Coach K doesn’t count because college sports are rigged, evil, and creepy. All he has to do is open the door, watch the best athletes in the country roll through, and then spend the season trying to fuck that up as best he can (and he usually succeeds at that. Coach K sucks and if he were the coach everyone thinks he is he’d have like, 12 national titles).

Baseball has the most amount of people who can’t let go of what was, which is why it has a real problem looking forward and trying to project where the game will go and how it can steer that correctly. It’s constantly trying to claw back what it had, even though that time is gone. It needs to face forward and decide where it wants to go and how to get there. And it can’t do that by giving such voice to those who have been left behind.

“Adapt or die.” MLB would be wise to use those words from a movie about just how in fact it began to move forward once.

Hockey

Y’know, I thought we were done with this kind of story about the Hawks. It had at least been a while since the Hawks came out to proclaim they’re ahead of the curve when it comes to analytics, even though I’m fairly sure they can’t even spell “analytics.” And then everyone would lap that up while they continue to run their team in almost purposeful spite of what analytics would say. And then we would spend the season screaming until your eyes bled about how what they’re doing makes no sense. Then they would come out and say they’re ahead of the curve on analytics and just trust them, and the whole cycle would start again.

I guess I missed it.

First of all, if you were so “ahead of the curve,” you would boast about how big your analytics department is. That you had a team of people working on this and presenting it to the GM and coach. You would show off your computer room or something. Fuck, look at the Cubs and all the bleating and boasting they did about their “pitching lab,” which still has produced dick when it comes to pitchers but hey, they’re at least showing you they’re working on it.

The best part of this article, a deep focus on the Hawks trying to blow themselves, is that the counterpoint to it is right in the goddamn middle. The Hawks have one guy, ONE, listed under “Hockey Analytics” on their website. Their department that’s so fucking cutting edge has one dude, and like, maybe an intern or two. Al MacIsaac, who’s basically been a fucking plague in this front office for a decade, mentions “young people.” You know what that means, right? Kids they don’t pay who also get lunch and help the marketing people stuff the blimps that drop t-shirts or whatever. This is not a department. It’s a dude in a dark room with some students sentenced to go visit him once a week for credit.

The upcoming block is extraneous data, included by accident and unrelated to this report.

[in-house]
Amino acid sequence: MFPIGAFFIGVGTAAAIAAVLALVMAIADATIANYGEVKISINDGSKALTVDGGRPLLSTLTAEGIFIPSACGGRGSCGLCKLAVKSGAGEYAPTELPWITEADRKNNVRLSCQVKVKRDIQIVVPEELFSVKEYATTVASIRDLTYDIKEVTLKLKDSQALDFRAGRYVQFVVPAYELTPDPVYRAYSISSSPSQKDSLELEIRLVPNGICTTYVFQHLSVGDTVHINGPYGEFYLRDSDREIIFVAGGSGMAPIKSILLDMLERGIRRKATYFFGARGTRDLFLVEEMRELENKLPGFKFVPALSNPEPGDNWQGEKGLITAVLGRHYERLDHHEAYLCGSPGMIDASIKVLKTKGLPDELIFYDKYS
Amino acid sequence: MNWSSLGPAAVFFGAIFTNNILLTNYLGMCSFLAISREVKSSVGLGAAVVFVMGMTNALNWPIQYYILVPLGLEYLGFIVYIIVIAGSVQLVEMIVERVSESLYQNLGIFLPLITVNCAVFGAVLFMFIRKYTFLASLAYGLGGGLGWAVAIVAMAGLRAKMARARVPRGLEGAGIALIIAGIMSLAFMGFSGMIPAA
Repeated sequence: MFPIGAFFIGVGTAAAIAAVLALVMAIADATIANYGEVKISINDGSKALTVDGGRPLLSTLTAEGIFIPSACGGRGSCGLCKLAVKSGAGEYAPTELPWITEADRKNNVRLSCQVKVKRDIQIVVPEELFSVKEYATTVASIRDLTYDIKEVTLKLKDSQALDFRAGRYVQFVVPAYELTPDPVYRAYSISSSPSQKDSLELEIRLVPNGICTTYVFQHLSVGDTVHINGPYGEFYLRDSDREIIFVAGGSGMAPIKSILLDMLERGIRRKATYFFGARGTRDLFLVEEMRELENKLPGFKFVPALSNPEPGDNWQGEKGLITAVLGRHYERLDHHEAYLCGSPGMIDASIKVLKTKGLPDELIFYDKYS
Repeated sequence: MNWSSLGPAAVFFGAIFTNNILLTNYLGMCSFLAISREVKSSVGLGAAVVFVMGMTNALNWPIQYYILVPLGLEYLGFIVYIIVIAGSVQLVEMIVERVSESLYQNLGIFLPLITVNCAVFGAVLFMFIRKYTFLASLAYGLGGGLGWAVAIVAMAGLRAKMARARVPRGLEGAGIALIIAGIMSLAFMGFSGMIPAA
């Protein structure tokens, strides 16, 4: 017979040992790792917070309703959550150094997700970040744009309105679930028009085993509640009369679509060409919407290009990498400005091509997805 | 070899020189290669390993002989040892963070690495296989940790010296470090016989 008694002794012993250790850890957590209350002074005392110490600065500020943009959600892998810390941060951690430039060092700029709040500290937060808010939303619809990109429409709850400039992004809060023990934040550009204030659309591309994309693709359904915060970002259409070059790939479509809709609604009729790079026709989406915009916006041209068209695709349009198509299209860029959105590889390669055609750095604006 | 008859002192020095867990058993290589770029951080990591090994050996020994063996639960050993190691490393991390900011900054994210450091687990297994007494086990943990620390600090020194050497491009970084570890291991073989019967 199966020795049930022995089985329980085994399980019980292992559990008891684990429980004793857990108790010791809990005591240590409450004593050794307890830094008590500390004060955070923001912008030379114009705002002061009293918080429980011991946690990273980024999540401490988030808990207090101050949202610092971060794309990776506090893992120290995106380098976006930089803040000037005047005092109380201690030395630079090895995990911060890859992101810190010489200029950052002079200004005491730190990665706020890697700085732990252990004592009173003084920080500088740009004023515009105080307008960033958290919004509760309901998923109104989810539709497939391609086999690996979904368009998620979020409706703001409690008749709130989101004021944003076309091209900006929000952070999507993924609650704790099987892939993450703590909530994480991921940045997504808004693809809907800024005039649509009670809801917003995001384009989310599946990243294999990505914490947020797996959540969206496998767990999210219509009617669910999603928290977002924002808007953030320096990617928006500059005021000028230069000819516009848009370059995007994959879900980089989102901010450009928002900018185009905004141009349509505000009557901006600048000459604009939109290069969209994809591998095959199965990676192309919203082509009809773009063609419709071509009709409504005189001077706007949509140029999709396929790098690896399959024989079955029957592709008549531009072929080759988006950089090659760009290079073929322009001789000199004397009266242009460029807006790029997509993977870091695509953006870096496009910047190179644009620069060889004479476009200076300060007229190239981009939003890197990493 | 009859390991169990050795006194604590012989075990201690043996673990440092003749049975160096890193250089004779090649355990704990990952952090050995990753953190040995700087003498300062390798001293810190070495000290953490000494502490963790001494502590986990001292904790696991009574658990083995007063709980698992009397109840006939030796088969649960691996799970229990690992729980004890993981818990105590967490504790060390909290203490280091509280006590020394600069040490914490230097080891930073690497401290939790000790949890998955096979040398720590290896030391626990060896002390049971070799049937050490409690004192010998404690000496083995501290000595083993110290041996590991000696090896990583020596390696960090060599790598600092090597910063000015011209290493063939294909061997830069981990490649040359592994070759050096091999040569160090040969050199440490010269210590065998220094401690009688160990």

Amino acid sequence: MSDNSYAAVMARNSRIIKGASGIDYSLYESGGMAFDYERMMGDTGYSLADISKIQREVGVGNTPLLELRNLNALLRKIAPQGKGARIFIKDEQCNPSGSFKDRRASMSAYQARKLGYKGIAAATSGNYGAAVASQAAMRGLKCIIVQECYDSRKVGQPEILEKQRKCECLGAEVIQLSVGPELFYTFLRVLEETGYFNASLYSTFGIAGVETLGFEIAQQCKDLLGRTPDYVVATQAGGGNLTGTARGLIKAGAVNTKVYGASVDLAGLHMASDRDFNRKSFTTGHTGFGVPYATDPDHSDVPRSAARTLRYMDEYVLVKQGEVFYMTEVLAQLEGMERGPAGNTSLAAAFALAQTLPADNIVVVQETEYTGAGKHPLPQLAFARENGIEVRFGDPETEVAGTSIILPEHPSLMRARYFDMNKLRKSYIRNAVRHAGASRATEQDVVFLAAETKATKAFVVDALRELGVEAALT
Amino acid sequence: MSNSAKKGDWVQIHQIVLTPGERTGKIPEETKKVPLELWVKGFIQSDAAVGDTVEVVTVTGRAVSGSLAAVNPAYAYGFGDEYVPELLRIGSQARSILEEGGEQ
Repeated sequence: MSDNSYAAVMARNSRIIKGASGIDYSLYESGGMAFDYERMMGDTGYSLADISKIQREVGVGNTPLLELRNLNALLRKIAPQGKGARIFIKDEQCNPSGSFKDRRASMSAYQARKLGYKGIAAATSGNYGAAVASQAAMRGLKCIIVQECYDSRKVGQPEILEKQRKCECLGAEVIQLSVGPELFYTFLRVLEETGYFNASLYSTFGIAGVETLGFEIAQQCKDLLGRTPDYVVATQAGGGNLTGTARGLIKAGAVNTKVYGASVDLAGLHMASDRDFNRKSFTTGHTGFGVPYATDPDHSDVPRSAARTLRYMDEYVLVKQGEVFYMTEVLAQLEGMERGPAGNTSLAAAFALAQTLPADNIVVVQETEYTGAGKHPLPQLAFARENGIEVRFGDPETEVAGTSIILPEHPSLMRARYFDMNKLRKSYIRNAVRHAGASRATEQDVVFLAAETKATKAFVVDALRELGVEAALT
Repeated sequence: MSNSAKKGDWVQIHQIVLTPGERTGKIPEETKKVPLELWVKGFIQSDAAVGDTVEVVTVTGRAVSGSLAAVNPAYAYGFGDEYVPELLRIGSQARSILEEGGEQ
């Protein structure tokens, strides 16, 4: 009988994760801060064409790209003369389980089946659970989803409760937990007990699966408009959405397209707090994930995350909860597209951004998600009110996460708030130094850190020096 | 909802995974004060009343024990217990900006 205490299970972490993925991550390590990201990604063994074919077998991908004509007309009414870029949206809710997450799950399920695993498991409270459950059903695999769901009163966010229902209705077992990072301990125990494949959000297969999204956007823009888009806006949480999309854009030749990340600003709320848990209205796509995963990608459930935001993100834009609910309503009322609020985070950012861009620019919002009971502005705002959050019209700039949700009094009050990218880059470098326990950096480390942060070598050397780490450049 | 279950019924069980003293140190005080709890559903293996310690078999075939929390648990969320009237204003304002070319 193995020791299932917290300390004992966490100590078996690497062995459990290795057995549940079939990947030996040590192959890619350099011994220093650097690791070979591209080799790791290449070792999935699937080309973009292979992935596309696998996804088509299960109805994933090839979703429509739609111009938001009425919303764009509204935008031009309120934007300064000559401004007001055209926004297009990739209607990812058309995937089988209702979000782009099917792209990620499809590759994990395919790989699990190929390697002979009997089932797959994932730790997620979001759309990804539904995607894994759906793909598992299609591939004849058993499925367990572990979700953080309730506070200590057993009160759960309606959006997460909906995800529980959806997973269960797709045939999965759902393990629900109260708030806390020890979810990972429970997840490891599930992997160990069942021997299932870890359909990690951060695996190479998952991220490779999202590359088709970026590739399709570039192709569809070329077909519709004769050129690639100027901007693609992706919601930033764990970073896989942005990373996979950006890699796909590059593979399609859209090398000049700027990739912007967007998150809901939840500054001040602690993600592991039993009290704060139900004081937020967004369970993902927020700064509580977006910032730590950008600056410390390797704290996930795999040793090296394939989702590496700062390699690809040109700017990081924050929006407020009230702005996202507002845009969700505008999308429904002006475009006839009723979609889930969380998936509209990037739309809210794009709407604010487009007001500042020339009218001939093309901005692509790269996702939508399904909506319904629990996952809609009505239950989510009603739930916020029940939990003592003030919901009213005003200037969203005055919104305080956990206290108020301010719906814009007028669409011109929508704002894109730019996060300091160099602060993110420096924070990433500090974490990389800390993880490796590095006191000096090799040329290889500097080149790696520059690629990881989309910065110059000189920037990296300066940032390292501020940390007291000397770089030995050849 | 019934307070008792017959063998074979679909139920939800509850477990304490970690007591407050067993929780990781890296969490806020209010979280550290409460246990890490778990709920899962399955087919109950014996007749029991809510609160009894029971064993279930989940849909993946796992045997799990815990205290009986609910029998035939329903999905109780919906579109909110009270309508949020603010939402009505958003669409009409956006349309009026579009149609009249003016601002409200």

“Everybody is at a certain place right now,” MacIsaac said, “but they don’t know if they’re in front or they’re way behind.”

They sure don’t, Al.

If the Hawks paid any attention to analytics, they wouldn’t have traded for Olli Maatta. They wouldn’t have thrown in Teuvo Teravainen merely to get Bryan Bickell off the books. They wouldn’t have traded for Andrew Ladd. As mentioned in the article, they wouldn’t have given Brent Seabrook a million years on a contract. They wouldn’t have spiked Q with Brandon Manning (well, knowing the dysfunction in this front office, that still might have happened). They wouldn’t have traded Henri Jokiharju. Good god do you know how long this list could go on? I’m not going to do that you with so little summer left.

Still, the Hawks were one of the worst expected goal teams in the league last year, and the year before that, and yet all they’ve tried to do to turn that around is acquire road-graters on the blue line to block more shots. They just traded one of their d-men who can, supposedly, transition the team from defense to offense, which is what they don’t do well at all and the analytics tell you that. Their hopes to turn that around are pinned to Adam Boqvist and basically Adam Boqvist alone. They will try and sell you that Duncan Keith can still do it, even though he has been declining in possession for a while now. And you expect us to believe they actually pay attention this?

Of course, all this is topped by MacIsaac pretty much dismissing player-tracking. Now, he can get away with this, barely, for now because no one is quite sure when player tracking is actually going to be ready. And when it does roll out, it of course will have some kinks.

But if you’re so far ahead of the game, as the Hawks want you to believe without actually doing anything to back it up, why wouldn’t you gobble up all the data you can? Try and get out ahead and figure out where the kinks are first, but more importantly glean what is viable from it before anyone else? Wouldn’t that be your attitude instead of waving your grandpappy hand and dismissing it at gobbledygook, as MacIsaac does here? How can you be that advanced when you’re not even paying attention?